“I’ve been your doll-wife here, just as at home I was Papa’a doll-child” (Ibsen 1491). Henrik Ibsen’s A Doll House tells a story of scandal and deceit set in the Victorian era. Nora Helmer is married to Torvald Helmer and she feels more like his toy than his wife. Nora had to have Torvald to be able to do anything, because of when she lived. Nora borrows money behind her husband’s back (which is illegal at this time) and tries to cover up everything she has done. Ibsen employs the use of many themes and symbols in his A Doll House to show the reader just how Nora was a doll-child who evolved into a doll-wife.
The central theme of A Doll House is a true marriage us a joining of equals. The entire play centers in on the crumbling of a marriage that is just the opposite of this. At the beginning of the play both of the Helmers seem happy with their marriage. Though, as the play moves along the imbalance becomes more and more apparent. By the end of the story, the marriage falls apart because of a complete lack of understanding between Torvald and Nora. Together in wedlock, the two cannot realize who they are as individuals. They can only see themselves as part of the marriage.
Another very important theme in this play is the home. From the very beginning of the play home is a place of comfort, joy, and shelter. The idea of home is woven into the idea of a happy family, which the Helmers seem to be. Towards the end of the play, the happiness in the Helmer household changes and the imbalance of power becomes a major issue. At this point, the seemingly happy home is revealed as just people putting on an act for each other and the outside world. The Helmers put up a façade, a doll's house, as a way of hiding the tension between themselves.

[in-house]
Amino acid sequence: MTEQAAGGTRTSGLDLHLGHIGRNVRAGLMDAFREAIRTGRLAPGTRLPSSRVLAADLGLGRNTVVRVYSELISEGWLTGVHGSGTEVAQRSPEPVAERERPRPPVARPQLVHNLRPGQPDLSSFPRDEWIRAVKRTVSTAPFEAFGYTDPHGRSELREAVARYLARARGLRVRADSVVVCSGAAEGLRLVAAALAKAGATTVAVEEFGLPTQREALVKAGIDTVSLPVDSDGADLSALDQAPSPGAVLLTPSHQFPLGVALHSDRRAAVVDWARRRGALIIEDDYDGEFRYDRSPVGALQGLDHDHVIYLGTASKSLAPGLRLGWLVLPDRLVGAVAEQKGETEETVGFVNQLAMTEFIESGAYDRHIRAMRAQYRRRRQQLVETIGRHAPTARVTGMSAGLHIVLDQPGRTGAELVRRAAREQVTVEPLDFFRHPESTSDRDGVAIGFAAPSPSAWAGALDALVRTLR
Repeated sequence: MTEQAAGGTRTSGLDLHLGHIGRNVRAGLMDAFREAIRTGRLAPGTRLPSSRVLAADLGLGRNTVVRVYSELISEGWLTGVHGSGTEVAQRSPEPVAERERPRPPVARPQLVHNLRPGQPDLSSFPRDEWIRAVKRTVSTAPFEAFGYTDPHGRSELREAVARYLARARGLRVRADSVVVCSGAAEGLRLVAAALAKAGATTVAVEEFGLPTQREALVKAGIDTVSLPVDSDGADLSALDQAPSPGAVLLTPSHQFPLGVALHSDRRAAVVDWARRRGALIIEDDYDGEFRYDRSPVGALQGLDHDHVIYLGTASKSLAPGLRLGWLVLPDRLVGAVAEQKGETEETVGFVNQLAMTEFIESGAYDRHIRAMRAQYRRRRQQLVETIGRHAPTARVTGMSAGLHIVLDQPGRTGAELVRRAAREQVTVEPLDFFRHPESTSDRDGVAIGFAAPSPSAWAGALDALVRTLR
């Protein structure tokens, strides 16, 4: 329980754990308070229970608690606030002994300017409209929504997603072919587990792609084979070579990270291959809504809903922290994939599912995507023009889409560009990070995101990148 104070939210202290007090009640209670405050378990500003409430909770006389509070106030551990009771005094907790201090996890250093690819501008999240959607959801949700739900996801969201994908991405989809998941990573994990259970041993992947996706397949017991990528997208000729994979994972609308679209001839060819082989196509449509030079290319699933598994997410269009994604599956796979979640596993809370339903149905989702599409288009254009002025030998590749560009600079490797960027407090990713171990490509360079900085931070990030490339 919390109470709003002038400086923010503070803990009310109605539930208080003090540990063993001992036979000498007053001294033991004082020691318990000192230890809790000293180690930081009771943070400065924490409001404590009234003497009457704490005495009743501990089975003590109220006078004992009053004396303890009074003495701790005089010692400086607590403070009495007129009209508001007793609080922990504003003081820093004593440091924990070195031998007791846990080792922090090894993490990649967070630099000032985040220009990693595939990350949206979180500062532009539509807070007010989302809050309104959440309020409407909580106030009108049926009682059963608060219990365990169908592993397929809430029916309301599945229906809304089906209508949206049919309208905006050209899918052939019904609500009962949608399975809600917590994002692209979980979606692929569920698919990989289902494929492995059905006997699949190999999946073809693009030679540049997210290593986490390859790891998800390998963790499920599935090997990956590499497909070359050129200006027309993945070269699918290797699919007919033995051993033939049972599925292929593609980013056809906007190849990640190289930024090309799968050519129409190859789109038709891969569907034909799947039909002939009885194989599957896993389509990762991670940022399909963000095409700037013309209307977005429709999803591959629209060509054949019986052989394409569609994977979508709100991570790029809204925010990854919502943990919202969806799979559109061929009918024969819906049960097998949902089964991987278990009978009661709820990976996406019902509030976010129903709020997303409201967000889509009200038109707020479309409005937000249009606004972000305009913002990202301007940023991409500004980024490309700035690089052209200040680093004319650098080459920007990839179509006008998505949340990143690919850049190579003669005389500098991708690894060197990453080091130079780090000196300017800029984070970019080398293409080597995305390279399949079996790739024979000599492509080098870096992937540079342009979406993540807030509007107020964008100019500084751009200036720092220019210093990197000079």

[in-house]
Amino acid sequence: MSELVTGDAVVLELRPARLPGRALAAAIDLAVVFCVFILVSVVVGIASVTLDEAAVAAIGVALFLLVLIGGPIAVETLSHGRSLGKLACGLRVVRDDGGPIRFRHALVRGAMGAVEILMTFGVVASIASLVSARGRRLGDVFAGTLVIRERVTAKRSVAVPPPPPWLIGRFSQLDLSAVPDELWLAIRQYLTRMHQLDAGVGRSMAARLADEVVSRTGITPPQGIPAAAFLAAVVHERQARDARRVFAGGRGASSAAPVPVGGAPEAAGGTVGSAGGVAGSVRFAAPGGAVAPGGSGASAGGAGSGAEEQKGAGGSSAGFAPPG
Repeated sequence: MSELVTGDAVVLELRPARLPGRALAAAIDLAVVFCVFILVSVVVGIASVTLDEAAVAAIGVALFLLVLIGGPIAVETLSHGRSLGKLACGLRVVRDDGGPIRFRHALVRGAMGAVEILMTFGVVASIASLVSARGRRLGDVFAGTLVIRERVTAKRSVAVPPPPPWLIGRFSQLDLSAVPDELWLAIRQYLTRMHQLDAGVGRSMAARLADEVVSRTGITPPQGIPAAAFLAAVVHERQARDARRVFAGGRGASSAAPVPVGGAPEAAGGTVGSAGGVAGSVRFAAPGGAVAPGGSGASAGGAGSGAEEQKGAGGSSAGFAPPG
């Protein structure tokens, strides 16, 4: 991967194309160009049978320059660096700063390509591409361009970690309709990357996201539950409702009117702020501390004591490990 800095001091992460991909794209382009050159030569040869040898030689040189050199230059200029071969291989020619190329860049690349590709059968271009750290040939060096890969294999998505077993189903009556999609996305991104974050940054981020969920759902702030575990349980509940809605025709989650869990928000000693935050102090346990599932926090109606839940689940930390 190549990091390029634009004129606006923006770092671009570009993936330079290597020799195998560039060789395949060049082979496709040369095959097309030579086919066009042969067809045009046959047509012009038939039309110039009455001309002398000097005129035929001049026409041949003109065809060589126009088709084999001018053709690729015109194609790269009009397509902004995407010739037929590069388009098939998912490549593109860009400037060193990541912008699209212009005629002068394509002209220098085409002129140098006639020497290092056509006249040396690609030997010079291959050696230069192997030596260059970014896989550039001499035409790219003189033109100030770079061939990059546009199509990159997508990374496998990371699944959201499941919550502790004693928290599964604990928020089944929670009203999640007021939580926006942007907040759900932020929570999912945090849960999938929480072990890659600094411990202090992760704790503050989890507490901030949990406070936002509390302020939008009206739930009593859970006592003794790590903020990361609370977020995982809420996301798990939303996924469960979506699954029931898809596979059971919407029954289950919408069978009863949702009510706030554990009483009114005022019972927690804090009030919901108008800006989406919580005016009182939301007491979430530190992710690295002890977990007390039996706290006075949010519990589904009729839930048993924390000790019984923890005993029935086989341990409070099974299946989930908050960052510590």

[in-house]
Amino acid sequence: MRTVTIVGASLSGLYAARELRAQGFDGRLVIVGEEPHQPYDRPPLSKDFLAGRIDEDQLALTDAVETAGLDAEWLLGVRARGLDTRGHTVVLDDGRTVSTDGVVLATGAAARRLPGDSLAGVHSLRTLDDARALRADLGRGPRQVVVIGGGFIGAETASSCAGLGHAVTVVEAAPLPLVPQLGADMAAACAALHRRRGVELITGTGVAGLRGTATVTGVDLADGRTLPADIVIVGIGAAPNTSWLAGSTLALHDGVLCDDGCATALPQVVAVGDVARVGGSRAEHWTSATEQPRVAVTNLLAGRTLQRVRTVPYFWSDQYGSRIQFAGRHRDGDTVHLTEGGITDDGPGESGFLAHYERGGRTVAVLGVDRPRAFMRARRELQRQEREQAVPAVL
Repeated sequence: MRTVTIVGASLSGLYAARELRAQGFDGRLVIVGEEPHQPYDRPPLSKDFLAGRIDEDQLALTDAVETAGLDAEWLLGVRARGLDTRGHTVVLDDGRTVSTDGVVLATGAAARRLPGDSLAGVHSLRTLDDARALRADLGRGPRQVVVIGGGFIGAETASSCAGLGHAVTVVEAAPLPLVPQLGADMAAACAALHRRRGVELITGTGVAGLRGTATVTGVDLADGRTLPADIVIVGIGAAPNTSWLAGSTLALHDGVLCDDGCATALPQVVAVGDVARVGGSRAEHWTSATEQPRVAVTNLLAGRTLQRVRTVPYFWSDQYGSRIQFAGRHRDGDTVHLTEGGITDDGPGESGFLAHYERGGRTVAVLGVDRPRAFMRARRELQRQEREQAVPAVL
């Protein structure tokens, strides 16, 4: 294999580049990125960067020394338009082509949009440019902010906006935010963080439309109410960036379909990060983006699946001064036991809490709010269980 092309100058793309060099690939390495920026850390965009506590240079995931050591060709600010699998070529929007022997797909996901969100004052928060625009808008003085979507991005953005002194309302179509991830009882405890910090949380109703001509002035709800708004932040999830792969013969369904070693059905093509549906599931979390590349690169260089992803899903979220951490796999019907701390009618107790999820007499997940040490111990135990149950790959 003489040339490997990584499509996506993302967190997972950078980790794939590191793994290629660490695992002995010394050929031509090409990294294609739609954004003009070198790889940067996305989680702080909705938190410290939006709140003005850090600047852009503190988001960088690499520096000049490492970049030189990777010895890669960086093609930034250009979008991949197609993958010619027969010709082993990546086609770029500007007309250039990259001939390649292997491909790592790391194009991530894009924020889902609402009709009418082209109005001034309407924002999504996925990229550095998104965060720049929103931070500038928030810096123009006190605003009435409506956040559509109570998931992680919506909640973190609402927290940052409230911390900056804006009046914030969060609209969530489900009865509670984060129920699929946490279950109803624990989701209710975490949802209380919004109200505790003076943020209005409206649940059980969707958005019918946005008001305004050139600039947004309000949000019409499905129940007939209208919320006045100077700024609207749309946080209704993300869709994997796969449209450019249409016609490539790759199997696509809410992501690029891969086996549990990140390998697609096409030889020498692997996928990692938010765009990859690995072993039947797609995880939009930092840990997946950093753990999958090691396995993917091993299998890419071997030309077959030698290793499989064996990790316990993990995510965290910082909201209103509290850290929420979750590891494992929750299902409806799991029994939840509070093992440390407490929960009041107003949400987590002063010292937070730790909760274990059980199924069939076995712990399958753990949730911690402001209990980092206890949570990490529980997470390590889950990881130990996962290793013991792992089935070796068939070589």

In the end it is revealed to the reader that the Helmer home is really more like a prison than a comforting, joyfilled shelter.
There are two other major themes in this play, femininity and masculinity. Nora has often been given the title of one of modern drama’s first feminist heroines. She breaks away from a dominating and opressive marriage. Ibsen, denied that he had intentionally written a feminist play and preferred to think of it as humanist. This said though, the traditional roles of women and the price of them breaking tradition is a constant thread throughout the play. The men of this play, in many ways, are just as trapped by gender roles as the women. An example of this is the job that Torvald Helmer holds at the bank, chief. The men must be providers and alone must support the entire household. At the end of this play these traditional ideas are put to the test, when Nora leaves and Torvald must care for the children and be their provider.
Ibsen also employs the use of many smaller themes within his play, A Doll House. Respect and reputation, love, lies and deceit, and money are just a few of these smaller themes. Respect and reputation are something that the men of this play are obsessed...